HealthDay News — Significantly higher average body mass index (BMI) and obesity prevalence rates were seen among U.S. adults during the COVID-19 pandemic, according to a study published online April 4 in the American Journal of Preventive Medicine.
Brandon J. Restrepo, Ph.D., from the U.S. Department of Agriculture in Washington, D.C., used data from the Behavioral Risk Factor Surveillance System (2011 to 2020) to investigate changes in average BMI, obesity prevalence rates, and four obesity-related risk factors in the U.S. adult population during the COVID-19 pandemic.
Compared with the 2019 and prepandemic 2020 period, during the pandemic, Restrepo observed significantly higher average BMI (+0.6 percent) and obesity prevalence rates (+3 percent) among U.S. adults. Additionally, during the pandemic, there were significantly higher rates for any exercise participation (+4.4 percent), average sleep hours in a 24-hour period (+1.5 percent), and average alcoholic drink days in the past month (+2.7 percent); lower rates were seen for smoking at least some days (−4 percent).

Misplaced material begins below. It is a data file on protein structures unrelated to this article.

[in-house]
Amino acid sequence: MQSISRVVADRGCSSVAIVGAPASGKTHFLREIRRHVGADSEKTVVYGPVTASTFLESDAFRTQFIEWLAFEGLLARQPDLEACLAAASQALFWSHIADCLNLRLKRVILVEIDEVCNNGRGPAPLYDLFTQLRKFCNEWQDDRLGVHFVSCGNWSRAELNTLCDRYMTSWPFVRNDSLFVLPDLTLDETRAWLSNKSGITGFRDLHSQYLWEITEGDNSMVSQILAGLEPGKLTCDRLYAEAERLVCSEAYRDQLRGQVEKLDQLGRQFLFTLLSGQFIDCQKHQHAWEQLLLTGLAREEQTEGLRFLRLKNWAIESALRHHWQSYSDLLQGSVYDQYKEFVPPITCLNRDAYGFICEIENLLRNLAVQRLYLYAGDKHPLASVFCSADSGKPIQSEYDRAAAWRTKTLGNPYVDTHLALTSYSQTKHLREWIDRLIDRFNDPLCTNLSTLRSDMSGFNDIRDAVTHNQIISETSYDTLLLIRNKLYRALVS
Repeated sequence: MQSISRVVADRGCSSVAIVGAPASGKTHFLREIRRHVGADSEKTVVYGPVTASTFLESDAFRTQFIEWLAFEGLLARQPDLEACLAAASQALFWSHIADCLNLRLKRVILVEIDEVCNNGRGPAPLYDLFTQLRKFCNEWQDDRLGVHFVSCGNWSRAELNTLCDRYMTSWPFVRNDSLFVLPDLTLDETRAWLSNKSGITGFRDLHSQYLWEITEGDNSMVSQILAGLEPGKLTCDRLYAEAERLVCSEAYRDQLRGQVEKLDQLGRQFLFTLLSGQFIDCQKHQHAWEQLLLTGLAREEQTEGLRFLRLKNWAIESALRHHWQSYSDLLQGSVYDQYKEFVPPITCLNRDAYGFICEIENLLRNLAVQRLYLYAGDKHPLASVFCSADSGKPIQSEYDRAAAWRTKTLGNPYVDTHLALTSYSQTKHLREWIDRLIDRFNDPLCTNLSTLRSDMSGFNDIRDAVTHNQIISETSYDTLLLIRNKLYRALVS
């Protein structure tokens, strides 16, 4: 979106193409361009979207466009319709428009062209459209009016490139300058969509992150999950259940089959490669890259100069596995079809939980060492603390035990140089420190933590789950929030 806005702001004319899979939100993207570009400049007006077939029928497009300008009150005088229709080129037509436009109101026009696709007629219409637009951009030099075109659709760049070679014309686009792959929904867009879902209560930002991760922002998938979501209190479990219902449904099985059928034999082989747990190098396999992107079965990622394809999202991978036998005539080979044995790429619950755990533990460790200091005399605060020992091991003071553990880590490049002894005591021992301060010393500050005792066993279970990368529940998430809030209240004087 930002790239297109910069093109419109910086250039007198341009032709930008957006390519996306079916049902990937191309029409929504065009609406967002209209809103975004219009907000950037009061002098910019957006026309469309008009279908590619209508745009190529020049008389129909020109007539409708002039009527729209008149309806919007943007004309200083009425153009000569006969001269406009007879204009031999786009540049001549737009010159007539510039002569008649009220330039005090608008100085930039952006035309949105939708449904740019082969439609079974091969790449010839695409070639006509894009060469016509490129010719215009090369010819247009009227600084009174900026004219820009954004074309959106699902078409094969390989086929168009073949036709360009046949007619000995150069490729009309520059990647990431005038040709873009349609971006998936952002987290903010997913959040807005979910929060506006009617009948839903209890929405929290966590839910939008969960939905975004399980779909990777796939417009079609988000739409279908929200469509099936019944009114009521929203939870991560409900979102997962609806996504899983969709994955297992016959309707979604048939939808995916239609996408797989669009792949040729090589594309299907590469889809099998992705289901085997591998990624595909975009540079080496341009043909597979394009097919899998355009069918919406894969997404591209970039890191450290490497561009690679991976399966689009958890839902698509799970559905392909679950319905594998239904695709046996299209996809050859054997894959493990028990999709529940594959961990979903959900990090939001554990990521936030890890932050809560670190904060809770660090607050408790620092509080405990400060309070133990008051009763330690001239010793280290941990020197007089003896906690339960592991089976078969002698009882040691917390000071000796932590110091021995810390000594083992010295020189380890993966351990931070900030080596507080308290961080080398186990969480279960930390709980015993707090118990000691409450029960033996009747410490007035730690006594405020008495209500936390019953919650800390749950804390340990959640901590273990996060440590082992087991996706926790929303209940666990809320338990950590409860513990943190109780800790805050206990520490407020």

“Our results, which are broadly consistent with what prior studies have found using smaller and less representative samples, contribute additional insights that can serve to inform policymakers about the state of the U.S. adult obesity epidemic and obesity-related risk factors,” Restrepo said in a statement. “Because obesity affects some adults more than others, it would be helpful to further explore the changes in the rates of adult obesity by demographic subgroup and socioeconomic status.”